February 2019


Being a landlord looks like it should be easy. Hand over the keys, collect the rent and everyone’s happy. However, the reality is that there are many bumps in the road, particularly if you’re renting out your first property. These are just a few of the most common mistakes that many first time landlords make.

1. Failing to Protect Deposits

Ensure that you protect the tenant’s deposit in a government-approved tenancy deposit scheme. If this isn’t done within 30 days of the deposit being paid then tenants can make a claim against a landlord for three times the amount of the deposit not protected.

2. Incomplete Paperwork

The internet is awash with different tenancy agreements but they are rarely a) up to date, or b) robust enough, yet some landlords still use them in the hope of saving a few pounds.

A robust and current tenancy agreement is a ‘must have’ along with ensuring that you understand which documents must be served with it to ensure you have protection later in the process if you need to take action against a tenant.

The tenancy agreement is the cornerstone of the agreement between landlord and tenant; incorrect or incomplete paperwork can make it very difficult to enforce in the future.

3. Avoiding the Inventory

Completing an inventory prior to tenants checking-in and after they have checked out is a time-consuming and sometimes tedious process, but it is not something you want to skip.

The purpose of the inventory is to definitively establish the state of the property when the tenant arrives and leaves. It’s this that will help to prove if a tenant is responsible for any damage and will minimise disputes over retaining some or all of a deposit.

4. Not Understanding Tenant Rights

Many landlords forget that when a property is rented out it is no longer theirs to use as they choose. For example, tenants have a right of quiet enjoyment that means landlords can’t just come and go — notice should always be given.

Landlords who flout a tenants rights, even unknowingly, can face substantial penalties which can include the return of all rent paid in some circumstances.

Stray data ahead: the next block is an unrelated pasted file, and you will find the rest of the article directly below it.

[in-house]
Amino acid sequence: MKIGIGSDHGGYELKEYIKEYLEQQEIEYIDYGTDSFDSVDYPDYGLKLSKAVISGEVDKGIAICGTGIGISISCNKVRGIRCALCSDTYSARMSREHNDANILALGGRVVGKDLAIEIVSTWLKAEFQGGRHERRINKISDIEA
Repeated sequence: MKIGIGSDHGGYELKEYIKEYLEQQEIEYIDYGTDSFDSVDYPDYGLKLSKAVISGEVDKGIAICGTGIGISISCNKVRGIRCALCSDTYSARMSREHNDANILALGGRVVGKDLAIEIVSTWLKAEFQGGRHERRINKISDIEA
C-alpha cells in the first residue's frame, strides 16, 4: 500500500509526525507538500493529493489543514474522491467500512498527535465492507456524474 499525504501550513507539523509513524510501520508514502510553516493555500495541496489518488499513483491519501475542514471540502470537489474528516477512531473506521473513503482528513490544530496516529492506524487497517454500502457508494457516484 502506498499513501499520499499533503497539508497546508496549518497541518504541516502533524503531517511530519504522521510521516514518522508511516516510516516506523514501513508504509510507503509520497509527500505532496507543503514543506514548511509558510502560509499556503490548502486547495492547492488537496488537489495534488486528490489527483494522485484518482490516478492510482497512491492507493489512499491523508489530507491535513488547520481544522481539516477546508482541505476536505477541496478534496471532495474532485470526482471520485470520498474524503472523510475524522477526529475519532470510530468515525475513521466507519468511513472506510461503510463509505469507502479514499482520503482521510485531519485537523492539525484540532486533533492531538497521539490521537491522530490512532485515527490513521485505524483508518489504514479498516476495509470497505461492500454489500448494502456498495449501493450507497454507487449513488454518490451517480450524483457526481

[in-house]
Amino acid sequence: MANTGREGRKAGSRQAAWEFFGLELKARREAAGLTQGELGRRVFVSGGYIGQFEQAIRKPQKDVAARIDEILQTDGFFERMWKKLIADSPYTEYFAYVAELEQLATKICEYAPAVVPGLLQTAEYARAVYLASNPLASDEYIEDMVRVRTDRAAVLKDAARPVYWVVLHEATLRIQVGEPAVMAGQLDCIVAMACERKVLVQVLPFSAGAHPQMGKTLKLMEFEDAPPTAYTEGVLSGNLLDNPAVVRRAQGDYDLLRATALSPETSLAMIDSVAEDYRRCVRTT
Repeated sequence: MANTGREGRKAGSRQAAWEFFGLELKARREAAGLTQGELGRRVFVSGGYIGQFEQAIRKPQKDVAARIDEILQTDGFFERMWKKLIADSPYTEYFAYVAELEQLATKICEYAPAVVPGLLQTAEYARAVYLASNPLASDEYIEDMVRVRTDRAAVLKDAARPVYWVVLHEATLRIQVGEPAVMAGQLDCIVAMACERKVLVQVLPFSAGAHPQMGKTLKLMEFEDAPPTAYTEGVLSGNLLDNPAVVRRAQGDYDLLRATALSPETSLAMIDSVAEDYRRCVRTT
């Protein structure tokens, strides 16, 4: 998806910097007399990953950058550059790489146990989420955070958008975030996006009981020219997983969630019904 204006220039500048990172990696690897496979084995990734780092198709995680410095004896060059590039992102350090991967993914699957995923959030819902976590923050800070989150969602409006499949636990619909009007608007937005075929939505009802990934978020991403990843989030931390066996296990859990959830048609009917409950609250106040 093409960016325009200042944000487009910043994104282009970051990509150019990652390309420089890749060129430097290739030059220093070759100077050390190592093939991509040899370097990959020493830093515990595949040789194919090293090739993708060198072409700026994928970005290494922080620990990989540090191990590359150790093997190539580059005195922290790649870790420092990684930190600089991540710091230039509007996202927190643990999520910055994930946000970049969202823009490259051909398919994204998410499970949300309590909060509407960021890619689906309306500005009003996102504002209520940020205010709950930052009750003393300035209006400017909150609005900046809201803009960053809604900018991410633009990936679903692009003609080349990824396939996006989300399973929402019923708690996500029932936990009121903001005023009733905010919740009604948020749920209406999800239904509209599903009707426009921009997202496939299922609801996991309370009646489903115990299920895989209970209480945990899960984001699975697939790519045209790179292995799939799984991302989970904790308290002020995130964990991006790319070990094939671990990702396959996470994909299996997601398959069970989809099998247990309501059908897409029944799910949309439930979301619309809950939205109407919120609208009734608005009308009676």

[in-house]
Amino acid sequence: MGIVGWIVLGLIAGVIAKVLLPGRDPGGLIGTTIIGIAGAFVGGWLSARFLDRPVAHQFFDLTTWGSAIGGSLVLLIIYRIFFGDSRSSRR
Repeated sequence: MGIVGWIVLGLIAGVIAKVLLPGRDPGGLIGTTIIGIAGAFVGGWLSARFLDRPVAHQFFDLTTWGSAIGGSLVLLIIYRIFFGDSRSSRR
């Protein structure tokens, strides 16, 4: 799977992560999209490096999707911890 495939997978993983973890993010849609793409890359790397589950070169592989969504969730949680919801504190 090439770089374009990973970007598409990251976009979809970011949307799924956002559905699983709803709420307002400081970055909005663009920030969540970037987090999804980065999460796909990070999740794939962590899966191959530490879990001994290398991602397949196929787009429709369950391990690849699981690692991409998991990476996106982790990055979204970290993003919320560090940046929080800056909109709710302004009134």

5. A Badly Managed Eviction

There are all sort of issues that can arise when landlords are trying to remove tenants who are unwilling to go.

Attempting to remove your tenants from the property in any way, other than the tenants leaving voluntarily or getting a court order is an illegal eviction.

You cannot change the locks on the property or remove the tenants’ belongings from the property, regardless of how poorly you believe they have behaved. An illegal eviction could result in a fine up to £5000 and/or six months imprisonment — and that’s just for a first offence.

6. Not Researching Tenants

Sometimes the thrill of your first interested tenant can disguise potential problems they may have. Many first time landlords don’t get references, or carry out credit checks, especially if someone “looks fine.”

If you have any concerns then it’s important to dig a bit further, and if their finances aren’t ideal don’t be afraid to ask for a guarantor.

7. Failing the Legal Obligations

In Northern Ireland the obligations on landlords aren’t that onerous, but there are enough of them to require some commitment. First time landlords often fail to fulfill them simply as a result of a lack of awareness.

For example, by law, the gas installation must be checked by a Gas Safe registered engineer. Tenants are increasingly well informed and willing to cause problems where landlords fall short, so mistakes like this can be costly.

If you’re thinking about starting out in property investing or maybe you already self-manage your property portfolio and need some advice, just drop me a line to I’d love to hear from you!